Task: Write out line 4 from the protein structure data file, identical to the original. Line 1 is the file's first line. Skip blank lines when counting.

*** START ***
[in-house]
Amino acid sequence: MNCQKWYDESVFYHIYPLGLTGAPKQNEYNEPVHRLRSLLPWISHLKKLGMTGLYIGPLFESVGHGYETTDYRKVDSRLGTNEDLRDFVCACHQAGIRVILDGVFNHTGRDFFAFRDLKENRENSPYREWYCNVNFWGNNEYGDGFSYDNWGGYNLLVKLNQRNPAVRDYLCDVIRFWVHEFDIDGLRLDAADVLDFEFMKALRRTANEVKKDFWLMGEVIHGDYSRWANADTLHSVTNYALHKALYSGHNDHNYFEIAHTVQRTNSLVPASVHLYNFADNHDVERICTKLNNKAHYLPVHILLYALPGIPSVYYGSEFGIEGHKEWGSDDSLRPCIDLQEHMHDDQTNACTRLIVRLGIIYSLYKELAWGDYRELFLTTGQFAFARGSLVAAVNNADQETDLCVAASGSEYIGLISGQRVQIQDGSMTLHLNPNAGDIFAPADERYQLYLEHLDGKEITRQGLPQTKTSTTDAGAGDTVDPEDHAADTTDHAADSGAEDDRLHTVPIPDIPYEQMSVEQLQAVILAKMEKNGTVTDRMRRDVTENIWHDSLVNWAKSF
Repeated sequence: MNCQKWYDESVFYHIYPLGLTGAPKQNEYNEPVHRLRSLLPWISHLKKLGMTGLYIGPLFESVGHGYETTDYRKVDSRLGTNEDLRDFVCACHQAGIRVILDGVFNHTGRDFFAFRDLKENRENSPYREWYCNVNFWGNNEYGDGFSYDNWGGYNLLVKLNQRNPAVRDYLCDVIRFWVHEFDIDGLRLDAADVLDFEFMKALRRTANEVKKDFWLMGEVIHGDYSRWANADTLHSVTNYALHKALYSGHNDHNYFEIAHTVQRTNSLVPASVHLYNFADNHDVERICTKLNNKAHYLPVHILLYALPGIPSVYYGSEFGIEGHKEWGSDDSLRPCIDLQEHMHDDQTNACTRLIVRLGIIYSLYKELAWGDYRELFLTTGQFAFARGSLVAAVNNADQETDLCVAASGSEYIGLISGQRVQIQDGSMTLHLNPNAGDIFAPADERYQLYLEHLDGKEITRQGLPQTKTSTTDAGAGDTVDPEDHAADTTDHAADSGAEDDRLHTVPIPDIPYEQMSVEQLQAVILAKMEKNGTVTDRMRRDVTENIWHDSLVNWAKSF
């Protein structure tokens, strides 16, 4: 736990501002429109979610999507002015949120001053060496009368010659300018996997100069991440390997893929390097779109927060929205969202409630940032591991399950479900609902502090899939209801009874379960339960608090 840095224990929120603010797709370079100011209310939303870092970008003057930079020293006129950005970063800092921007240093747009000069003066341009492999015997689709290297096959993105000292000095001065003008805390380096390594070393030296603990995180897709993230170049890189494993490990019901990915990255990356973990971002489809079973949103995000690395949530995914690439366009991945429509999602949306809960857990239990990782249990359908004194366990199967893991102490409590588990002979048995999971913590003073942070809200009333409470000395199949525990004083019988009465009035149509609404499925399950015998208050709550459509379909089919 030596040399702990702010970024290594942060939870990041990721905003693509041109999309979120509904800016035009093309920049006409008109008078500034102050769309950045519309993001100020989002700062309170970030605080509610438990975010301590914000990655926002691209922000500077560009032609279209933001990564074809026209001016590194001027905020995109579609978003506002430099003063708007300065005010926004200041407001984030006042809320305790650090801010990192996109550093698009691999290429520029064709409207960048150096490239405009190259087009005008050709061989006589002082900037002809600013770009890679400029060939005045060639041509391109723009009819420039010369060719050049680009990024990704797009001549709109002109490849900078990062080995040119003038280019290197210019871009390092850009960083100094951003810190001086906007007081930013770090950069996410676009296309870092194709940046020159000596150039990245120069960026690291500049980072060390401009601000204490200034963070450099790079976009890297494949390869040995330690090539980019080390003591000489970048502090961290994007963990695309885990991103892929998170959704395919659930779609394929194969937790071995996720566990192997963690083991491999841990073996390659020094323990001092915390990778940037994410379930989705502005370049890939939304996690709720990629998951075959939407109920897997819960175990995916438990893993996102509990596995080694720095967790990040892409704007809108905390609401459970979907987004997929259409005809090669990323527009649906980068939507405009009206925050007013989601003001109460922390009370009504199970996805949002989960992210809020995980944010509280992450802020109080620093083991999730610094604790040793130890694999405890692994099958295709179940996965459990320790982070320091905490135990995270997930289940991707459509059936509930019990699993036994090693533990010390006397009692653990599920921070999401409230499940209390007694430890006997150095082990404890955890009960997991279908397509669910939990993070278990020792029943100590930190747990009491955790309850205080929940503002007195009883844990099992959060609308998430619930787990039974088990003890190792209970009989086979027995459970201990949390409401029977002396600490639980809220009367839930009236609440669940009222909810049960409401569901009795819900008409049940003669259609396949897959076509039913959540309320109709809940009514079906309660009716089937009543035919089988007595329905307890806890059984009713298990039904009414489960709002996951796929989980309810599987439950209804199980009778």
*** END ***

């Protein structure tokens, strides 16, 4: 736990501002429109979610999507002015949120001053060496009368010659300018996997100069991440390997893929390097779109927060929205969202409630940032591991399950479900609902502090899939209801009874379960339960608090 840095224990929120603010797709370079100011209310939303870092970008003057930079020293006129950005970063800092921007240093747009000069003066341009492999015997689709290297096959993105000292000095001065003008805390380096390594070393030296603990995180897709993230170049890189494993490990019901990915990255990356973990971002489809079973949103995000690395949530995914690439366009991945429509999602949306809960857990239990990782249990359908004194366990199967893991102490409590588990002979048995999971913590003073942070809200009333409470000395199949525990004083019988009465009035149509609404499925399950015998208050709550459509379909089919 030596040399702990702010970024290594942060939870990041990721905003693509041109999309979120509904800016035009093309920049006409008109008078500034102050769309950045519309993001100020989002700062309170970030605080509610438990975010301590914000990655926002691209922000500077560009032609279209933001990564074809026209001016590194001027905020995109579609978003506002430099003063708007300065005010926004200041407001984030006042809320305790650090801010990192996109550093698009691999290429520029064709409207960048150096490239405009190259087009005008050709061989006589002082900037002809600013770009890679400029060939005045060639041509391109723009009819420039010369060719050049680009990024990704797009001549709109002109490849900078990062080995040119003038280019290197210019871009390092850009960083100094951003810190001086906007007081930013770090950069996410676009296309870092194709940046020159000596150039990245120069960026690291500049980072060390401009601000204490200034963070450099790079976009890297494949390869040995330690090539980019080390003591000489970048502090961290994007963990695309885990991103892929998170959704395919659930779609394929194969937790071995996720566990192997963690083991491999841990073996390659020094323990001092915390990778940037994410379930989705502005370049890939939304996690709720990629998951075959939407109920897997819960175990995916438990893993996102509990596995080694720095967790990040892409704007809108905390609401459970979907987004997929259409005809090669990323527009649906980068939507405009009206925050007013989601003001109460922390009370009504199970996805949002989960992210809020995980944010509280992450802020109080620093083991999730610094604790040793130890694999405890692994099958295709179940996965459990320790982070320091905490135990995270997930289940991707459509059936509930019990699993036994090693533990010390006397009692653990599920921070999401409230499940209390007694430890006997150095082990404890955890009960997991279908397509669910939990993070278990020792029943100590930190747990009491955790309850205080929940503002007195009883844990099992959060609308998430619930787990039974088990003890190792209970009989086979027995459970201990949390409401029977002396600490639980809220009367839930009236609440669940009222909810049960409401569901009795819900008409049940003669259609396949897959076509039913959540309320109709809940009514079906309660009716089937009543035919089988007595329905307890806890059984009713298990039904009414489960709002996951796929989980309810599987439950209804199980009778």